Another difference between Kiwi and American homes is the lack of screens on the windows. “Most people just keep their windows and doors open and enjoy the breeze,” says Heather, but adds that you can buy mesh to put on the windows if you’re bothered by insects.
Setting up utilities
Once you’ve found your rental property, you’ll need to set up utilities. While some things are relatively straightforward, there are differences you should be aware of.
There are multiple electric companies in New Zealand, and Heather says you can find out which ones service your rental — and what their rates are — by going to powercompare.co.nz. You can also ask during the rental process how much the average electricity cost is per month. “We did that to get an idea because if you get a monthly stipend, you want to make sure that it covers everything, or be prepared to pay extra for your utilities,” she says.
She cautions that your electricity bills may be quite high if your house doesn’t have a heater installed or if you need to use space heaters. “If you’re in a larger house and you’re using space heaters in every bedroom, your electric bill is going to go up quickly,” she says.
You’ll also have to find out how your water is set up. Depending on where you live, you may have water provided by the city, use a water tank, or use stream water for homes in the country. Heather’s family had a water tank on their property. “Make sure you know the terms of your rental contract with regards to filling the tank. Also find out how to treat it — if you need to put in chlorine tablets once a month,” she says.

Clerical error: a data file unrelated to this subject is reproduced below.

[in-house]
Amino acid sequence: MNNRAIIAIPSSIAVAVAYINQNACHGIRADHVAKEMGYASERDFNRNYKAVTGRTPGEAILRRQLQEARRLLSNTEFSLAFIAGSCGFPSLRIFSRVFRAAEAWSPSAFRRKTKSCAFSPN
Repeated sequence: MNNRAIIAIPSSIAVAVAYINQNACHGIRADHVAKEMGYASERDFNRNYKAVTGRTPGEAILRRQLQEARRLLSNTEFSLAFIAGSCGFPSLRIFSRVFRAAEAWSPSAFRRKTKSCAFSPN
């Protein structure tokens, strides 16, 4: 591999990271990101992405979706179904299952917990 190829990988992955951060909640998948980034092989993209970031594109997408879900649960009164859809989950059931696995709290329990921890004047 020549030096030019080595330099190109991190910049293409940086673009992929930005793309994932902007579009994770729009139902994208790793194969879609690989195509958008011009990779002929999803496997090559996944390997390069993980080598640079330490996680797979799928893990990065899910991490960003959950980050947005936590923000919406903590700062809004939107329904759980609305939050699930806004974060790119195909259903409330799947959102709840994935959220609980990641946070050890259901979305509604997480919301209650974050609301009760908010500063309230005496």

For home rentals, garbage and recycling services will need to be arranged. “There’s usually one company that does the area,” says Heather. “They’ll ask you what size bin you want in liters. Depending on the company, garbage is usually picked up every fortnight and recycling is every week.”
Services like phone, internet, and TV typically don’t require you to lock into a yearlong contract, says Heather, but she says it’s worth checking that you can get out of it without a penalty if they do.
Tenant’s rights and property inspections
It’s also a good idea to familiarize yourself with tenancy laws in New Zealand. Heather recommends tenancy.govt.nz to learn about your rights as a tenant. The site provides information on what landlords are supposed to provide, how much they can charge you, if they can raise the rent, and what their responsibility is for handling repairs.
Another thing Heather learned is that Kiwis do frequent rental inspections. This rental inspection process is often required by insurance companies and anyone entering the property must provide at least 48 hours’ notice. “Either the real estate agent who is leasing the property or the landlord will stop by the house once a month. They’ll come into the house and look around and take pictures. It’s very invasive and we weren’t prepared for that,” she says.
Living as a locum in New Zealand
While there’s a lot to think about when it comes to locum tenens housing in New Zealand, Heather says the nuances of living in a different country were part of its appeal. “There’s a lot less worry there. It’s relaxing in that you can just do your work, enjoy your friends, have really good food, and get outside. I felt very safe and comfortable there. I miss it.”
Alisa Tank is a content specialist at CHG Healthcare. She is passionate about making a difference in the lives of others. In her spare time, she enjoys hiking, road trips, and exploring Utah’s desert landscapes.